I kept dropping my jaw on the ground as I read your hilarious tale of a SNOWY EGRET trying to snatch food from a COMMON MERGANSER’S beak, followed by your lively account of the forwardness of a female Common Merganser, refusing to be passive in this heating-up mating season. I hope all our readers got a chance to get their jaws dislocated as well.
I received a big surprise from Kate for my 78th birthday – a wonderful new spotting scope. Yesterday morning I set up the scope in my back yard (which backs up to the levee) and could actually make out the yellow eyes of our local, juvenile RED-TAILED HAWK in one of her favorite hangouts atop a redwood tree across the river from me! Perhaps she was peering at me as I peered at her. Amusing to think that she has her own built in scope, about 8 times more powerful than my human eye.
Speaking of Red-tailed Hawks, I have finally found the answer to a question that I am constantly asking myself, i.e. why are AMERICAN CROWS constantly and obsessively mobbing Red-tailed Hawks? I think I found the answer in the last issue of the Audubon magazine which had an article about crows called “Bird Brainiacs”. First of all, I learned that red-tailed hawks are indeed dangerous predators of crows.
Secondly, the article points out that not only do crows have extremely well-organized social systems but they have exceptional memories. These memories will actually allow a band of crows to pick out an individual hawk that has mistreated one of their band! If we see a mob of crows harrassing a red-tailed hawk, we can be pretty sure that it was that specific hawk that must have committed some outrage, an outrage that the whole band of crows is never going to let him/her forget! And what’s more astonishing is that the crows can tell their kids about their grievances and about who is the guilty party. Yes! Believe it or not, scientists have shown that crows can pass on knowledge about a particular individual to the next generation. I love to read this stuff. I feel kind of sorry for Miss Red-tail. I have never seen her catch a crow. Nevertheless, she is subject to regularly mobbing by them. She may be paying dearly for a single crow dinner. Will she be persuaded by the crows’ determined harassment and forsake her crow dinners? Will she learn to stick to the ground squirrels that are plentiful and will not mob her! Even if she is pressured into reforming, will the crows ever forgive her? I must remember not to outrage a crow and make a lifetime enemy. I do admire the crows who, through solidarity and intelligence, have figured out how to keep a stronger enemy on the defensive.
After my backyard scoping, I went out my back gate onto the levee and came upon a friendly man named Robert, an ex-tech worker, cheerfully laughing at the behavior of the AMERICAN COOTS under the San Lorenzo Park footbridge. He told me about a Red Raven that he had seen. When I expressed disbelief, he said his friend had a photo. I told him I’d definitely like to see one. I should have asked him if I would need any special equipment to accomplish that.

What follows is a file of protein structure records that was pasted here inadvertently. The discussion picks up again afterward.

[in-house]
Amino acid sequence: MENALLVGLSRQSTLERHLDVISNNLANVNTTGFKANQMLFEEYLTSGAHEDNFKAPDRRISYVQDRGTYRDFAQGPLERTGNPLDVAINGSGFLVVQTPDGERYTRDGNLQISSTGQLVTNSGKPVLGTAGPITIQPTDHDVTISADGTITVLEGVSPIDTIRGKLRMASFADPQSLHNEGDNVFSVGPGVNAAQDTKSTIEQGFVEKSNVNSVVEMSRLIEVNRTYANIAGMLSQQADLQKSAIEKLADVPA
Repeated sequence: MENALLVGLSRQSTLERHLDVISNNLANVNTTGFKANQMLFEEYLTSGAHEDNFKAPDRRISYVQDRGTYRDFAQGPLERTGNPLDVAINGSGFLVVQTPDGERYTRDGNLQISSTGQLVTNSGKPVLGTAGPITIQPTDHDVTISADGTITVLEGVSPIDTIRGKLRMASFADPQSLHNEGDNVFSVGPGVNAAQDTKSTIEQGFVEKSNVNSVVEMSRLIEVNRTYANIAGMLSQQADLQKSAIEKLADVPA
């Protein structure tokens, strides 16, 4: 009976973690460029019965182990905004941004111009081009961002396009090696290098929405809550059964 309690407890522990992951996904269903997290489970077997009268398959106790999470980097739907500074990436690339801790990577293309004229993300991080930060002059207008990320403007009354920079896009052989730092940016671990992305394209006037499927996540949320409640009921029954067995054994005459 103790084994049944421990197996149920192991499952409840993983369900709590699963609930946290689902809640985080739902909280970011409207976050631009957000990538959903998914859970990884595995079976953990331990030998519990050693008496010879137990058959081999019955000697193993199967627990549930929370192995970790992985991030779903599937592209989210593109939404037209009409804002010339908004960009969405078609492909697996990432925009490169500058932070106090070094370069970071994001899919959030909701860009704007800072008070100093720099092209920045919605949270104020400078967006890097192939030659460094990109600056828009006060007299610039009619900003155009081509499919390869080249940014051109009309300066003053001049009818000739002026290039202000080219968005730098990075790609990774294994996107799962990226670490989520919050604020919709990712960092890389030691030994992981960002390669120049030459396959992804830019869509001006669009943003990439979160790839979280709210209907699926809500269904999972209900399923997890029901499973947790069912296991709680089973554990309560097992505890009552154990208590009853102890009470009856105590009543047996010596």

Robert announced to me excitedly that ‘the river is rollin’. And indeed it was! It was wide and chocolate brown, loaded with stirred up sediment that it was moving swiftly to the sea. The water the previous night had flooded the Riverwalk under the Water St. Bridge. rising to almost 12 feet according to the US Geological Survey.
So – on this morning, the City had lots of workers out cutting up huge logs that had been tossed up on the sides, especially a huge tree trunk under the bridge.
On my way back home down the other side of the river, I saw lots of debris thrown up where the Pump Track is scheduled to be installed.The whole area was also awash in pools of water. Will this Pump Track really be installed each spring only to be disassembled in the fall? I am wishfully thinking that the flooded Benchlands might cast a sobering shadow on the City’s plans. I hope so.
Somewhere along my path, I caught a glimpse of a SONG SPARROW, singing along with the stirring sounds of the wind and water, cheerful as always,
Bach never created more variations on a theme than does this small, creative bird! I am beginning to think that each Song Sparrow has its own version of the basic pattern – first a three-note overture, then a buzz and then a flourish of some kind. Does each individual bird have its own song? Does the same Song Sparrow have different songs for different occasions? Maybe I will devote my next life to the study of the songs of Song Sparrows.
Finally, I came upon a woman in a wheel chair, leaning far out over the side of her chair as she turned it around and around in a large puddle outside of the County Building. I was mystified at first and then realized that she was entranced by the ripples and reflections in the water. A soul sister. We were both under the spell of the river this fine windy, river-rolling, shape-shifting morning.
The final treat of the morning was a short glimpse of my first returning SWALLOW of the year. It was flying too fast and disappeared too soon for me to even make a guess at which species it might be. Welcome back swallows!
A fine walk!
Best of rainy days to you,